I had to see it for myself. A guy who worked in a corporate mailroom by day, and went into clubs, masked and armed only with his air guitar by night. That's entertainment. When I arrived, a middle-aged man in a Shriner's hat with a blinking blue light sat on stage with another, probable twin. They were an act called Ask Dr. Hal. People from the audience could ask Dr. Hal anything, and they did. From the gross (Do unborn babies poop and pee?) to the curious (Which country makes the best chili: Israel or Palestine). A large man with bad home highlights sat in the corner on a computer, googling images to go with the corresponding question. If it doesn't sound interesting, consider that there was a lot of dry ice-just what a doctor needs to make him credible while fielding totally ridiculous questions from the semi-intoxicated.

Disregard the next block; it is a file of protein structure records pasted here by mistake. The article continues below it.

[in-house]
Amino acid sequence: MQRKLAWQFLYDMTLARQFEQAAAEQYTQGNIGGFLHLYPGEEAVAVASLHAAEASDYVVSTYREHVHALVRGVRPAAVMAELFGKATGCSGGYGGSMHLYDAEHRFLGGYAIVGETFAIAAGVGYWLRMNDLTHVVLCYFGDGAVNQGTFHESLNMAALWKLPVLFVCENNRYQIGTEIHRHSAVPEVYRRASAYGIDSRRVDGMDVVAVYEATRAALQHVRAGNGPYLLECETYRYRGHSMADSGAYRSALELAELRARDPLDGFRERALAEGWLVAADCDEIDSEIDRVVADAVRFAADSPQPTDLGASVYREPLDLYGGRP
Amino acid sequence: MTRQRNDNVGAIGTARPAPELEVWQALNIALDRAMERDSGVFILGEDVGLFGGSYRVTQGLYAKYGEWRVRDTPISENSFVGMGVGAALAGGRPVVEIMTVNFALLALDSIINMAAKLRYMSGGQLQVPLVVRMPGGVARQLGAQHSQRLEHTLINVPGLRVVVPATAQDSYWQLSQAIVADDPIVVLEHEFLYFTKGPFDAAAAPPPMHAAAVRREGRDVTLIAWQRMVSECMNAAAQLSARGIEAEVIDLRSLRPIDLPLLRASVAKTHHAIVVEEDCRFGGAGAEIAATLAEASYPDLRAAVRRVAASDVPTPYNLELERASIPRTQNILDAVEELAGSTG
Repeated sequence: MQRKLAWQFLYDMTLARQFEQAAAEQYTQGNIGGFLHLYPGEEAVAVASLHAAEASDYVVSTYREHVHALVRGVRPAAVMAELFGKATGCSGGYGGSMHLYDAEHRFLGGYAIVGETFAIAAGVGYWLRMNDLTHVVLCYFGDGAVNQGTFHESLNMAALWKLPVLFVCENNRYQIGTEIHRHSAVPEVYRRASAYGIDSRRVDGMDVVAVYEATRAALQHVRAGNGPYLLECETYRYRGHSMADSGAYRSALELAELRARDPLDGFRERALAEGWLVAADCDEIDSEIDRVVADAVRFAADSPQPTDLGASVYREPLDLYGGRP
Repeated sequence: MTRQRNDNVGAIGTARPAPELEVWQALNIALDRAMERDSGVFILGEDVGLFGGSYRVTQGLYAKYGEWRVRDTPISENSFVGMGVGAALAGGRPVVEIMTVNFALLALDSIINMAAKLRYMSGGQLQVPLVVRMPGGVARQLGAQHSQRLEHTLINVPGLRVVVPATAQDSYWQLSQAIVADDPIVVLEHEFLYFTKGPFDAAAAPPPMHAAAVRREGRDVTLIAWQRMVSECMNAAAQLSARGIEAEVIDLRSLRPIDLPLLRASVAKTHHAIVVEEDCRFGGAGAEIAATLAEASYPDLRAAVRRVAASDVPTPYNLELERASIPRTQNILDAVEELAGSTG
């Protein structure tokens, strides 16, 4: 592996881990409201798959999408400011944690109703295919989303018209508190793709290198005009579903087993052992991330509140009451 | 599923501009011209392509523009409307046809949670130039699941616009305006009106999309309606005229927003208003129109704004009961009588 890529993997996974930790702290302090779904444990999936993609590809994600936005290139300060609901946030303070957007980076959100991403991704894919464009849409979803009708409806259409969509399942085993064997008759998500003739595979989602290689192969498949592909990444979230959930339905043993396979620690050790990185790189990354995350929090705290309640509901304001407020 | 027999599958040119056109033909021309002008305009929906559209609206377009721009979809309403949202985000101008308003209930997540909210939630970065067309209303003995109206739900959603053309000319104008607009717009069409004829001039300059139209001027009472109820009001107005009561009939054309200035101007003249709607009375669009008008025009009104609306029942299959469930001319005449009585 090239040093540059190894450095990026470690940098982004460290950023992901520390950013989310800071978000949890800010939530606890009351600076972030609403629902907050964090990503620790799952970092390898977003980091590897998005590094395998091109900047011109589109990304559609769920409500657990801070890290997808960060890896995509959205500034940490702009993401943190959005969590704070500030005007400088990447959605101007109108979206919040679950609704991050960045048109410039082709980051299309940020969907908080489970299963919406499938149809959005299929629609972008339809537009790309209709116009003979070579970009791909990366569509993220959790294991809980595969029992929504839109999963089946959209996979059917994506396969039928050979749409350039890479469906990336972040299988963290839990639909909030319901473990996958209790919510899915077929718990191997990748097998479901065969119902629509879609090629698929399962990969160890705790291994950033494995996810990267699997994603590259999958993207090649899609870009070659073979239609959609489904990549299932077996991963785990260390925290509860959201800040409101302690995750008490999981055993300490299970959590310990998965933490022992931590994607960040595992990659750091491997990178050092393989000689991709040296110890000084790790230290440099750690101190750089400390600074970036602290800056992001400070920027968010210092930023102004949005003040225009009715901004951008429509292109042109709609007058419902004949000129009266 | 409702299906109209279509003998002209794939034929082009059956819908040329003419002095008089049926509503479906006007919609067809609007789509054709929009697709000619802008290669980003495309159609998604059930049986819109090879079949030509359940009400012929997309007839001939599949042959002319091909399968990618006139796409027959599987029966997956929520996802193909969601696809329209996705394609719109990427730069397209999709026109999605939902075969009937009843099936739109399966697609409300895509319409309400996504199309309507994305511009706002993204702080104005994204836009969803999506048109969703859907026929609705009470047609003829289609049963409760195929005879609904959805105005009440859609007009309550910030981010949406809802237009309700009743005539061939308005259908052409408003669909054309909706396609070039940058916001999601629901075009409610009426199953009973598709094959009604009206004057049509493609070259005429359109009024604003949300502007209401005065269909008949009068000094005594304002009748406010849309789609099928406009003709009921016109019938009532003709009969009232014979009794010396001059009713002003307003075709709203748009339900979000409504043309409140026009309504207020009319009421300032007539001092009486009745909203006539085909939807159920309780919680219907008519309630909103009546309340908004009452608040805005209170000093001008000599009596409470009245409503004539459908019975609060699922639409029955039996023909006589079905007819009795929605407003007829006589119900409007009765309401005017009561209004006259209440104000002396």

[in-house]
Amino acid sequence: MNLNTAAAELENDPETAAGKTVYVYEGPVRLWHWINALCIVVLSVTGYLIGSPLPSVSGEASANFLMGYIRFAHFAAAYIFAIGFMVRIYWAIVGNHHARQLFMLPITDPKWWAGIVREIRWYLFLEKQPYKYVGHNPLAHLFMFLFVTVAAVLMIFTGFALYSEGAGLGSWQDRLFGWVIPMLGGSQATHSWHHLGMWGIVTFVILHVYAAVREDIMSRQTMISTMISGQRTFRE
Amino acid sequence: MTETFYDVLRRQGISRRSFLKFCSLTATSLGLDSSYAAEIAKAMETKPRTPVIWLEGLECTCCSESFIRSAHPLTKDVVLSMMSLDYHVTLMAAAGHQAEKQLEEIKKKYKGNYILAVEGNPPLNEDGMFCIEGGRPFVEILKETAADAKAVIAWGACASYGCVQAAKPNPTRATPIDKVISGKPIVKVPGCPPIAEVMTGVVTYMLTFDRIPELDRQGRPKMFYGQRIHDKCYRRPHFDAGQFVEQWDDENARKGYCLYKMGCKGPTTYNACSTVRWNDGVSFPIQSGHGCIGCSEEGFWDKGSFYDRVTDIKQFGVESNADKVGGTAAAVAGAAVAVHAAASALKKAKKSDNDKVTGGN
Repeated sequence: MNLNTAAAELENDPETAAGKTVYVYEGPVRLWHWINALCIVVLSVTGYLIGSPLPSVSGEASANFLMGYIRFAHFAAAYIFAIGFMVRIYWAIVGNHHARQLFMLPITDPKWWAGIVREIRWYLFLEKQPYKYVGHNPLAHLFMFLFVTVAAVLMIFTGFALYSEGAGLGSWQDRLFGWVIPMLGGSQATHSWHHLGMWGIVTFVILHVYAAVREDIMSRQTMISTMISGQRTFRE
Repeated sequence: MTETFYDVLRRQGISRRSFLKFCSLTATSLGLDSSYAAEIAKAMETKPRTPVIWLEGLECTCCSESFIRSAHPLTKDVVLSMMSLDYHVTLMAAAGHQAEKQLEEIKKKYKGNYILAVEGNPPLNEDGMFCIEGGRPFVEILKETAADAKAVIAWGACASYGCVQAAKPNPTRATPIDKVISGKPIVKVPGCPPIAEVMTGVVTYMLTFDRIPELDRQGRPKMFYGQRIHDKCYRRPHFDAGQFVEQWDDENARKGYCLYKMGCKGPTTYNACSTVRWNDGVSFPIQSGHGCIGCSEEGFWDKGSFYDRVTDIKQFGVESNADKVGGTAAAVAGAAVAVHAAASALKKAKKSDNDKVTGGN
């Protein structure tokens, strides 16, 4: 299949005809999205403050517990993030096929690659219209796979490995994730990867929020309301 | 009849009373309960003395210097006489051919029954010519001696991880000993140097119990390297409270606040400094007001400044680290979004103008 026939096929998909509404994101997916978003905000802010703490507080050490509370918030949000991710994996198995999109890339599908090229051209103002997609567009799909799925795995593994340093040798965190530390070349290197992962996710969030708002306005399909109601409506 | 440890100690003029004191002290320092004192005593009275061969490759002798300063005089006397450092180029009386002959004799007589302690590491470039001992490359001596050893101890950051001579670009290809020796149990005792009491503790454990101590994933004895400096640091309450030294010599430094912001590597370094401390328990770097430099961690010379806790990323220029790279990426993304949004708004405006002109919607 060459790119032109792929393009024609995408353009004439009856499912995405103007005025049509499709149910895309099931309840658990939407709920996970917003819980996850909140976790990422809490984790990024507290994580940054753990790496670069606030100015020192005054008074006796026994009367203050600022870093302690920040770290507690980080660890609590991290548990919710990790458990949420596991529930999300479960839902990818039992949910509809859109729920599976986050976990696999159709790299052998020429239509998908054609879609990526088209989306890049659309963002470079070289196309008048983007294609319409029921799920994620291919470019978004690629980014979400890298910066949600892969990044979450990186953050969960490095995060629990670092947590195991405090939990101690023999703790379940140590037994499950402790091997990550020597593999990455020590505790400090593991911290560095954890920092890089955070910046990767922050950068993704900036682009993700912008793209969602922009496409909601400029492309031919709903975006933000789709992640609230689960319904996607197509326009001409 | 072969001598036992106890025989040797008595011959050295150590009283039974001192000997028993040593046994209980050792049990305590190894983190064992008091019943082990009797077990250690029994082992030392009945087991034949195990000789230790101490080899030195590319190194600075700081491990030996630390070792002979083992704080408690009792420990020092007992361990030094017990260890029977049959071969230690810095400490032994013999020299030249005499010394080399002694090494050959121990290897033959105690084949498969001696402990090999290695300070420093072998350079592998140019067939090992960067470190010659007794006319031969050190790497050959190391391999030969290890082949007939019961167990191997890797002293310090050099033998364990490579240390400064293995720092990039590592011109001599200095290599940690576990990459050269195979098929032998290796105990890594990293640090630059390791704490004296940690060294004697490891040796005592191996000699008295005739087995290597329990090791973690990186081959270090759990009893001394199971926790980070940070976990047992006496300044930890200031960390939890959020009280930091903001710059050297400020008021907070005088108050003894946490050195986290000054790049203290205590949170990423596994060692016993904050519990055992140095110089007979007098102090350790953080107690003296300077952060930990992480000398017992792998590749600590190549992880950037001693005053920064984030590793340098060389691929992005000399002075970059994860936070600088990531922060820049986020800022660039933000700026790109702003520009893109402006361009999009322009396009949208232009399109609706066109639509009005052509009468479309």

Then came the star of the show, the main act...TIGER CLAW LeFEVER! He sprang to the stage in a red animal print shirt, mask and pleather. Behind him, dry ice and a slide show of the 80's glam rock greats played. It was the perfect backdrop for an Air Guitar performance. He may not look like your typical polished American Idol, but Tiger Claw is going places with his air guitar. One of those places being the 1st Annual Air Guitar Festival, here in San Francisco. Tiger Claw was a contestant, until he got onstage and the music began to play. They were playing punk, which according to him is a stepchild of rock and metal. There are no solos. He then threw down his air guitar on stage and stormed off. Any serious air guitaristwould never perform to Punk!